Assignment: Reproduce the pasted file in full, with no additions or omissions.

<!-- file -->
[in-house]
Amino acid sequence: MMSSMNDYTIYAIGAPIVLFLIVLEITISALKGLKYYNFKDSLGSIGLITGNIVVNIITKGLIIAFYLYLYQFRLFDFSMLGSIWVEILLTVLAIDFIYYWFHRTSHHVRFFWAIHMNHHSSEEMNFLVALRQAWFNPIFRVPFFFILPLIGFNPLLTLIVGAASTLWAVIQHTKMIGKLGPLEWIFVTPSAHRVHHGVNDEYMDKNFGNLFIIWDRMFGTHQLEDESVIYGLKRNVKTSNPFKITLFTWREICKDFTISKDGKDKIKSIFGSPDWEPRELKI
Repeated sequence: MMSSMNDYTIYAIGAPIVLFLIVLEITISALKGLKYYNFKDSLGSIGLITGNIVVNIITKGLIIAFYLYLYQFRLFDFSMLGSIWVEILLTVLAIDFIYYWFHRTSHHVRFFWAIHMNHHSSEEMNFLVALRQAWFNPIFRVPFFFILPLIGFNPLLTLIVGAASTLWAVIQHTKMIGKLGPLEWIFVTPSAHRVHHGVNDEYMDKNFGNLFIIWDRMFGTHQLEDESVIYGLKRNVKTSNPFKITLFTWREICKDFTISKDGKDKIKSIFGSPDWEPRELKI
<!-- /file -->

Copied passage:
[in-house]
Amino acid sequence: MMSSMNDYTIYAIGAPIVLFLIVLEITISALKGLKYYNFKDSLGSIGLITGNIVVNIITKGLIIAFYLYLYQFRLFDFSMLGSIWVEILLTVLAIDFIYYWFHRTSHHVRFFWAIHMNHHSSEEMNFLVALRQAWFNPIFRVPFFFILPLIGFNPLLTLIVGAASTLWAVIQHTKMIGKLGPLEWIFVTPSAHRVHHGVNDEYMDKNFGNLFIIWDRMFGTHQLEDESVIYGLKRNVKTSNPFKITLFTWREICKDFTISKDGKDKIKSIFGSPDWEPRELKI
Repeated sequence: MMSSMNDYTIYAIGAPIVLFLIVLEITISALKGLKYYNFKDSLGSIGLITGNIVVNIITKGLIIAFYLYLYQFRLFDFSMLGSIWVEILLTVLAIDFIYYWFHRTSHHVRFFWAIHMNHHSSEEMNFLVALRQAWFNPIFRVPFFFILPLIGFNPLLTLIVGAASTLWAVIQHTKMIGKLGPLEWIFVTPSAHRVHHGVNDEYMDKNFGNLFIIWDRMFGTHQLEDESVIYGLKRNVKTSNPFKITLFTWREICKDFTISKDGKDKIKSIFGSPDWEPRELKI